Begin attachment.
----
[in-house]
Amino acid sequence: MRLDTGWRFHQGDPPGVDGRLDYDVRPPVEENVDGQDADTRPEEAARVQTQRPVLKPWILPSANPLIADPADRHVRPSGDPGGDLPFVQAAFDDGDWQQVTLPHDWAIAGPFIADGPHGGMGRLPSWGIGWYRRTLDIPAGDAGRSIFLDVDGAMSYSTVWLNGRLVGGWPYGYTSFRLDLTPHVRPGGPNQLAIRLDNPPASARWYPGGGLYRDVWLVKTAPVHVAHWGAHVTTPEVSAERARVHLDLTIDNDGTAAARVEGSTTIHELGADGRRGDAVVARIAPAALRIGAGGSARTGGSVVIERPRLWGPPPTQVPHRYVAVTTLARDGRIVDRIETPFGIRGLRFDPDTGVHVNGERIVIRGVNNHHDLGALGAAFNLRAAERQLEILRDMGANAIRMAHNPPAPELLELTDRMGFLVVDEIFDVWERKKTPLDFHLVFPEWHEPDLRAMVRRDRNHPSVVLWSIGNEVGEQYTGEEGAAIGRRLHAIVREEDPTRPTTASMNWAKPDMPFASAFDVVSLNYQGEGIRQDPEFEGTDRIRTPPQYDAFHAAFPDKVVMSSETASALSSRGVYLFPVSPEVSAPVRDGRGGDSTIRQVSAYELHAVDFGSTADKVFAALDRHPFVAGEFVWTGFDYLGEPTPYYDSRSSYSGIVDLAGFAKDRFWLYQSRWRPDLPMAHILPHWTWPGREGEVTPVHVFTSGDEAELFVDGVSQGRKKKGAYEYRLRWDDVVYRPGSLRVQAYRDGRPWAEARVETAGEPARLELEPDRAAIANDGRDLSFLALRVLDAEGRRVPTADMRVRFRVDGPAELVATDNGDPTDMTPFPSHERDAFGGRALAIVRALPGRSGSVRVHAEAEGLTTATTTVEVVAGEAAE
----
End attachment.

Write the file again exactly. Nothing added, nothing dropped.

[in-house]
Amino acid sequence: MRLDTGWRFHQGDPPGVDGRLDYDVRPPVEENVDGQDADTRPEEAARVQTQRPVLKPWILPSANPLIADPADRHVRPSGDPGGDLPFVQAAFDDGDWQQVTLPHDWAIAGPFIADGPHGGMGRLPSWGIGWYRRTLDIPAGDAGRSIFLDVDGAMSYSTVWLNGRLVGGWPYGYTSFRLDLTPHVRPGGPNQLAIRLDNPPASARWYPGGGLYRDVWLVKTAPVHVAHWGAHVTTPEVSAERARVHLDLTIDNDGTAAARVEGSTTIHELGADGRRGDAVVARIAPAALRIGAGGSARTGGSVVIERPRLWGPPPTQVPHRYVAVTTLARDGRIVDRIETPFGIRGLRFDPDTGVHVNGERIVIRGVNNHHDLGALGAAFNLRAAERQLEILRDMGANAIRMAHNPPAPELLELTDRMGFLVVDEIFDVWERKKTPLDFHLVFPEWHEPDLRAMVRRDRNHPSVVLWSIGNEVGEQYTGEEGAAIGRRLHAIVREEDPTRPTTASMNWAKPDMPFASAFDVVSLNYQGEGIRQDPEFEGTDRIRTPPQYDAFHAAFPDKVVMSSETASALSSRGVYLFPVSPEVSAPVRDGRGGDSTIRQVSAYELHAVDFGSTADKVFAALDRHPFVAGEFVWTGFDYLGEPTPYYDSRSSYSGIVDLAGFAKDRFWLYQSRWRPDLPMAHILPHWTWPGREGEVTPVHVFTSGDEAELFVDGVSQGRKKKGAYEYRLRWDDVVYRPGSLRVQAYRDGRPWAEARVETAGEPARLELEPDRAAIANDGRDLSFLALRVLDAEGRRVPTADMRVRFRVDGPAELVATDNGDPTDMTPFPSHERDAFGGRALAIVRALPGRSGSVRVHAEAEGLTTATTTVEVVAGEAAE